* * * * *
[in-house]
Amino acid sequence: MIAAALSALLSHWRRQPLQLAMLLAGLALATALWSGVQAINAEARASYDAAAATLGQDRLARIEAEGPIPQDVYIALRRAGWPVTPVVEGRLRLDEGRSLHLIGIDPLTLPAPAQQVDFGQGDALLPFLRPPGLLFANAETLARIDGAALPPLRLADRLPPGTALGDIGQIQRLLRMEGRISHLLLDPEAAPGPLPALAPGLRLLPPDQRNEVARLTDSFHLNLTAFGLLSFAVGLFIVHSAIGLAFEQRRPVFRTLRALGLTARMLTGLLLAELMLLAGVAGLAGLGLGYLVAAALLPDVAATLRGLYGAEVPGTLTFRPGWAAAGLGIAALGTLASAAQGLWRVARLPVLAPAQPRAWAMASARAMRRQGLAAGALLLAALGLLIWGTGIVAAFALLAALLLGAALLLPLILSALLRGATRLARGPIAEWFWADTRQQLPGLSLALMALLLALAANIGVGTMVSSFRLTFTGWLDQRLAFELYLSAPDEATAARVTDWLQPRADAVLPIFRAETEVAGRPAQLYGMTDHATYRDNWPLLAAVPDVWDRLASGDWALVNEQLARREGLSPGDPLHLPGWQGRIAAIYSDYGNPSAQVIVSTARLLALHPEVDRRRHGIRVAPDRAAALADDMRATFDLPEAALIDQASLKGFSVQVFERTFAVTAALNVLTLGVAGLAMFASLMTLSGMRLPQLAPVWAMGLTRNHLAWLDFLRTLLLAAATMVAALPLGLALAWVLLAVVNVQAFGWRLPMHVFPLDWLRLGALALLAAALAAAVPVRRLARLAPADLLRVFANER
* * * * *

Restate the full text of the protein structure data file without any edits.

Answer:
[in-house]
Amino acid sequence: MIAAALSALLSHWRRQPLQLAMLLAGLALATALWSGVQAINAEARASYDAAAATLGQDRLARIEAEGPIPQDVYIALRRAGWPVTPVVEGRLRLDEGRSLHLIGIDPLTLPAPAQQVDFGQGDALLPFLRPPGLLFANAETLARIDGAALPPLRLADRLPPGTALGDIGQIQRLLRMEGRISHLLLDPEAAPGPLPALAPGLRLLPPDQRNEVARLTDSFHLNLTAFGLLSFAVGLFIVHSAIGLAFEQRRPVFRTLRALGLTARMLTGLLLAELMLLAGVAGLAGLGLGYLVAAALLPDVAATLRGLYGAEVPGTLTFRPGWAAAGLGIAALGTLASAAQGLWRVARLPVLAPAQPRAWAMASARAMRRQGLAAGALLLAALGLLIWGTGIVAAFALLAALLLGAALLLPLILSALLRGATRLARGPIAEWFWADTRQQLPGLSLALMALLLALAANIGVGTMVSSFRLTFTGWLDQRLAFELYLSAPDEATAARVTDWLQPRADAVLPIFRAETEVAGRPAQLYGMTDHATYRDNWPLLAAVPDVWDRLASGDWALVNEQLARREGLSPGDPLHLPGWQGRIAAIYSDYGNPSAQVIVSTARLLALHPEVDRRRHGIRVAPDRAAALADDMRATFDLPEAALIDQASLKGFSVQVFERTFAVTAALNVLTLGVAGLAMFASLMTLSGMRLPQLAPVWAMGLTRNHLAWLDFLRTLLLAAATMVAALPLGLALAWVLLAVVNVQAFGWRLPMHVFPLDWLRLGALALLAAALAAAVPVRRLARLAPADLLRVFANER